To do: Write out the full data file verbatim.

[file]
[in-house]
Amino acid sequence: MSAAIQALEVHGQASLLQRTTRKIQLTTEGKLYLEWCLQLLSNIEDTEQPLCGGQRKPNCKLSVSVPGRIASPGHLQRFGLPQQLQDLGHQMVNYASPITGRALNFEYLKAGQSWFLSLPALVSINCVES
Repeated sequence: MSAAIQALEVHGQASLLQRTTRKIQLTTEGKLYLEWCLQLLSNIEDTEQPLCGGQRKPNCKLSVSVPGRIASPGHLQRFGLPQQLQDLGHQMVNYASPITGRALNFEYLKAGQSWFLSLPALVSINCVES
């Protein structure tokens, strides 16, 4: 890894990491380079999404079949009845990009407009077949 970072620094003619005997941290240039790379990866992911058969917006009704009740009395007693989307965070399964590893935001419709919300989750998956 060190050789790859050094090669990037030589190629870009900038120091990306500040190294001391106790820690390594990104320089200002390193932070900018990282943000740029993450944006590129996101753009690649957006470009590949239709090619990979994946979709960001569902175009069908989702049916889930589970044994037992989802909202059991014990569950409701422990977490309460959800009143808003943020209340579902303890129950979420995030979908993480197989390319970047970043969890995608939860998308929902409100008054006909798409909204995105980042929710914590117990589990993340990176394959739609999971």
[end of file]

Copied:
[in-house]
Amino acid sequence: MSAAIQALEVHGQASLLQRTTRKIQLTTEGKLYLEWCLQLLSNIEDTEQPLCGGQRKPNCKLSVSVPGRIASPGHLQRFGLPQQLQDLGHQMVNYASPITGRALNFEYLKAGQSWFLSLPALVSINCVES
Repeated sequence: MSAAIQALEVHGQASLLQRTTRKIQLTTEGKLYLEWCLQLLSNIEDTEQPLCGGQRKPNCKLSVSVPGRIASPGHLQRFGLPQQLQDLGHQMVNYASPITGRALNFEYLKAGQSWFLSLPALVSINCVES
């Protein structure tokens, strides 16, 4: 890894990491380079999404079949009845990009407009077949 970072620094003619005997941290240039790379990866992911058969917006009704009740009395007693989307965070399964590893935001419709919300989750998956 060190050789790859050094090669990037030589190629870009900038120091990306500040190294001391106790820690390594990104320089200002390193932070900018990282943000740029993450944006590129996101753009690649957006470009590949239709090619990979994946979709960001569902175009069908989702049916889930589970044994037992989802909202059991014990569950409701422990977490309460959800009143808003943020209340579902303890129950979420995030979908993480197989390319970047970043969890995608939860998308929902409100008054006909798409909204995105980042929710914590117990589990993340990176394959739609999971």